Registration Dossier

Environmental fate & pathways

Endpoint summary

Administrative data

Description of key information

Additional information

3,5,5-trimethylhexyl 3,5,5-trimethylhexanoate (CAS 59219-71-5) is readily biodegradable according to the OECD criteria (91% in 28 d, read across). The substance is characterised by low water solubility (1.5-4.4 µg/L at 20 °C), low vapour pressure (0.0193 Pa) and a log Koc 3.94. Hydrolysis is not expected to be a relevant degradation pathway for the substance as indicated by QSAR calculations performed with the HYDROWIN v2.00 program resulting in estimated half-lives in water > 1 year.

The volatilization potential of the substance is negligible, based on a vapour pressure of 0.0193 Pa at 20°C.

3,5,5-trimethylhexyl 3,5,5-trimethylhexanoate is expected to be extensively eliminated in conventional sewage treatment plants. In the case insoluble chemicals enter a standard Sewage Treatment Plant (STP), they will be extensively removed in the primary settling tank and fat trap and thus, only limited amounts will get in contact with activated sludge organisms. Moreover based on the results of the ready biodegradation test, it is expected that activated sludge will rapidly mineralize the substance. So the concentration of the substance in conventional STP effluents is expected to be low, and the release to the aquatic environment is considered as negligible (Guidance on information requirements and chemical safety assessment, Chapter R.7b (ECHA, 2014).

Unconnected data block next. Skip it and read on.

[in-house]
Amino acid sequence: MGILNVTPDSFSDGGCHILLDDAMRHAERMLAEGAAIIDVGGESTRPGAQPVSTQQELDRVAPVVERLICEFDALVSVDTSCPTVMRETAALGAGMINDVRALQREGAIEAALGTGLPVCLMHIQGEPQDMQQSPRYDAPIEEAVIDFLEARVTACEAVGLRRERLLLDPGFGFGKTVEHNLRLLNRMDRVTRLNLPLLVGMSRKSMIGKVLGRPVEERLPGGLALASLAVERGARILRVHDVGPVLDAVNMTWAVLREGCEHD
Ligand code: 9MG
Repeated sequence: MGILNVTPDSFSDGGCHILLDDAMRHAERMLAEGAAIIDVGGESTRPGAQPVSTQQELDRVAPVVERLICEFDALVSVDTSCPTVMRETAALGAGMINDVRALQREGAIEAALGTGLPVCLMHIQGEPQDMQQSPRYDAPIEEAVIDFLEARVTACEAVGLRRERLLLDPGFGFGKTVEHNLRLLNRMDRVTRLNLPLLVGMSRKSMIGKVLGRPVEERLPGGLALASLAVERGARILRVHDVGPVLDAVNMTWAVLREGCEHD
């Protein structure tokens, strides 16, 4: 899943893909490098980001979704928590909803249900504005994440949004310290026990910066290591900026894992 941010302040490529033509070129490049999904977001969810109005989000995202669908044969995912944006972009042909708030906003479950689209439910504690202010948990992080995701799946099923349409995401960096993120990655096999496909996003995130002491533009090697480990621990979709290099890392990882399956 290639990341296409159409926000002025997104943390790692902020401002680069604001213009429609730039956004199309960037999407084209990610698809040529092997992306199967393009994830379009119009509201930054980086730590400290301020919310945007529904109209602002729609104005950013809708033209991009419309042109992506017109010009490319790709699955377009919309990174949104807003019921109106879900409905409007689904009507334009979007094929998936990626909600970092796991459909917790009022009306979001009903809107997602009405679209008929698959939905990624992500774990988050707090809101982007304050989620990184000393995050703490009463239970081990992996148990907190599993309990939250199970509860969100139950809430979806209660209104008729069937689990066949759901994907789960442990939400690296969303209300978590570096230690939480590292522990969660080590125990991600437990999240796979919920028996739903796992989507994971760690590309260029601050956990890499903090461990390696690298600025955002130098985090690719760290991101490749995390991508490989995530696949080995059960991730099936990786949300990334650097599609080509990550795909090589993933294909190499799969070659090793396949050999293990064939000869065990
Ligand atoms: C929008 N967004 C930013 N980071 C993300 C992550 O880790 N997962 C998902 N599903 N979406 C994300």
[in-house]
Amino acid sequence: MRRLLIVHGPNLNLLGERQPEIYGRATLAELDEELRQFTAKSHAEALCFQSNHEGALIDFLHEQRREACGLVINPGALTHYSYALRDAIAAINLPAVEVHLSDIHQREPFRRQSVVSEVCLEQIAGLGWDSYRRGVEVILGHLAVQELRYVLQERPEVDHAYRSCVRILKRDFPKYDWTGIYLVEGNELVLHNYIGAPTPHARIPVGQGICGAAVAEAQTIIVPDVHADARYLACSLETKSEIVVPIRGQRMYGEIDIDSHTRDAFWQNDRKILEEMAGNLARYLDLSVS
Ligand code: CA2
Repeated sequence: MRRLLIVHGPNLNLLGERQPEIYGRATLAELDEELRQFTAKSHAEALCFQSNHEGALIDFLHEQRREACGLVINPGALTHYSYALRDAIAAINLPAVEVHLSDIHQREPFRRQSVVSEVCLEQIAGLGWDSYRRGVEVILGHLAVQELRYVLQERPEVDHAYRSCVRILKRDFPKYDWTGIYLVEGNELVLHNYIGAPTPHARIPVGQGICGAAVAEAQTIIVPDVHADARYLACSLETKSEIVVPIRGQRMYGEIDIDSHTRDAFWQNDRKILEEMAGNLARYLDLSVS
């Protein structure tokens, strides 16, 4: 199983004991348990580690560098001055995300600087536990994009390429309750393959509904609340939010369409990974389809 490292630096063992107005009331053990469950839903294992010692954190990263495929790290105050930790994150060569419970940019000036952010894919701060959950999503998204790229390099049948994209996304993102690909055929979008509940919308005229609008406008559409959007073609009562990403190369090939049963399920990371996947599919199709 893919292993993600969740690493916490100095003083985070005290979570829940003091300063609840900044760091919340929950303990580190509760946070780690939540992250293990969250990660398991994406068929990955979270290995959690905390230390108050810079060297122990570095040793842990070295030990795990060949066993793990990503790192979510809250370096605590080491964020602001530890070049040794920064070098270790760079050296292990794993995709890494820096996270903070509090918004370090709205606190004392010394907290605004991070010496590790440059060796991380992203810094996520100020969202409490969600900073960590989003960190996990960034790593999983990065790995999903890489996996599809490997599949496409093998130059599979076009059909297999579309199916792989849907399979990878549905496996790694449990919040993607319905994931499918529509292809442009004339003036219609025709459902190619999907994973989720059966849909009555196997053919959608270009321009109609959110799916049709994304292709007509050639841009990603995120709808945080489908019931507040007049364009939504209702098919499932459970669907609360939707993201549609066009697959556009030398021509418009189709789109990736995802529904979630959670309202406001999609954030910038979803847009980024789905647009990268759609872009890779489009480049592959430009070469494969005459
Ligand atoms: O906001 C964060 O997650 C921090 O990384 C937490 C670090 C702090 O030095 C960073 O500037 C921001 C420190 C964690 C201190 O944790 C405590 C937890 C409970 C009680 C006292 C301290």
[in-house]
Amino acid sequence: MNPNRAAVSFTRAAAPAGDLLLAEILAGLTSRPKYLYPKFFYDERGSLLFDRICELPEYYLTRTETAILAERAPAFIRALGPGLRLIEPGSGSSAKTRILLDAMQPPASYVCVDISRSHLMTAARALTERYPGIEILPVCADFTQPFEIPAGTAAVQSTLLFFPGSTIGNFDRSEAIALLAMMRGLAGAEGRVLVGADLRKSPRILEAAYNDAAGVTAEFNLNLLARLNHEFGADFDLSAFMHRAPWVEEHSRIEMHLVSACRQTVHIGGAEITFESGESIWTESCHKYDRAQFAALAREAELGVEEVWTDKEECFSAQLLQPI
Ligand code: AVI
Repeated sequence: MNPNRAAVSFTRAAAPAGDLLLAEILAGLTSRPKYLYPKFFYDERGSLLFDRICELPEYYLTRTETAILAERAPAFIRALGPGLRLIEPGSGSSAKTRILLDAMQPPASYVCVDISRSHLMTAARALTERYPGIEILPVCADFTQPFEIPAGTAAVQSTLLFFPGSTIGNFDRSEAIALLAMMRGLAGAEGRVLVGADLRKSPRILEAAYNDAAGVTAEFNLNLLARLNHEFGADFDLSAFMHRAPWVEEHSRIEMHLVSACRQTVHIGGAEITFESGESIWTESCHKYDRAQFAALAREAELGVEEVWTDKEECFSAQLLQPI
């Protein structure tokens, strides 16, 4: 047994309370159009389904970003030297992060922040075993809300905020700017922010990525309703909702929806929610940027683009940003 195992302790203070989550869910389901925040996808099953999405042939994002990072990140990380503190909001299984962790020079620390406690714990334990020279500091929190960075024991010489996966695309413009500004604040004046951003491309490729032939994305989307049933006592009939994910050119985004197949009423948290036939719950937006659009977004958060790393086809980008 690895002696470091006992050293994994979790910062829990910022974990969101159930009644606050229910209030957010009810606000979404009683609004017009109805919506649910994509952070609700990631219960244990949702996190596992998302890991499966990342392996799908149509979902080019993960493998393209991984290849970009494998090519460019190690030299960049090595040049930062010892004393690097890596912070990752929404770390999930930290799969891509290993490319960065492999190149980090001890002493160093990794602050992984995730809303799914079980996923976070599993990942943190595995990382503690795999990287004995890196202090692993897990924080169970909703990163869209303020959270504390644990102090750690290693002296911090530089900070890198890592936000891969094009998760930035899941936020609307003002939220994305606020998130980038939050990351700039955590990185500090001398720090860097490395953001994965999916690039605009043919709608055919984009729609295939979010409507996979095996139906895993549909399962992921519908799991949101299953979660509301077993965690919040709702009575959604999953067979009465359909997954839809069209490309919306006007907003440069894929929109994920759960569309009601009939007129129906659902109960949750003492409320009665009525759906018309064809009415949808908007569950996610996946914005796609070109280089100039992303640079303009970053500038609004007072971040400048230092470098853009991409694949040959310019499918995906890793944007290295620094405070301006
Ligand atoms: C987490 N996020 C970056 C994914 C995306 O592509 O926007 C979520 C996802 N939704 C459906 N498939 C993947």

If released to the aquatic environment, due to insolubility and potential of adsorption on the organic matter, 3,5,5-trimethylhexyl 3,5,5-trimethylhexanoate is not expected to be present in the water column.

Considering the adsorption potential, low volatilization potential and low water solubility, the substance is expected to distribute preferably to soil and sediment if released to the environment. Nevertheless, due to the ready biodegradability of the substance, a rapid and ultimate mineralisation in all environmental compartments is anticipated. Therefore the exposure of soils through activated sludge spreading, as well as the exposure of sediments from the water column, are both considered as low.  

Due to the rapid environmental biodegradation and metabolization via enzymatic hydrolysis a relevant uptake and bioaccumulation in aquatic organisms is not expected. Enzymatic breakdown will initially lead to the free fatty acid and C9 iso-alcohol. From literature it is well known, that these hydrolysis products will be metabolised and excreted in fish effectively (Tocher, 2003). This is supported by BCF/BAF values ranging from 152.9/703.9 L/kg (BCFBAF v3.01, Arnot-Gobas, including biotransformation, upper trophic). Please refer to IUCLID Section 5.3.1 for a detailed overview on bioaccumulation of the substance.

A detailed reference list is provided in the technical dossier (see IUCLID, section 13) and within the CSR.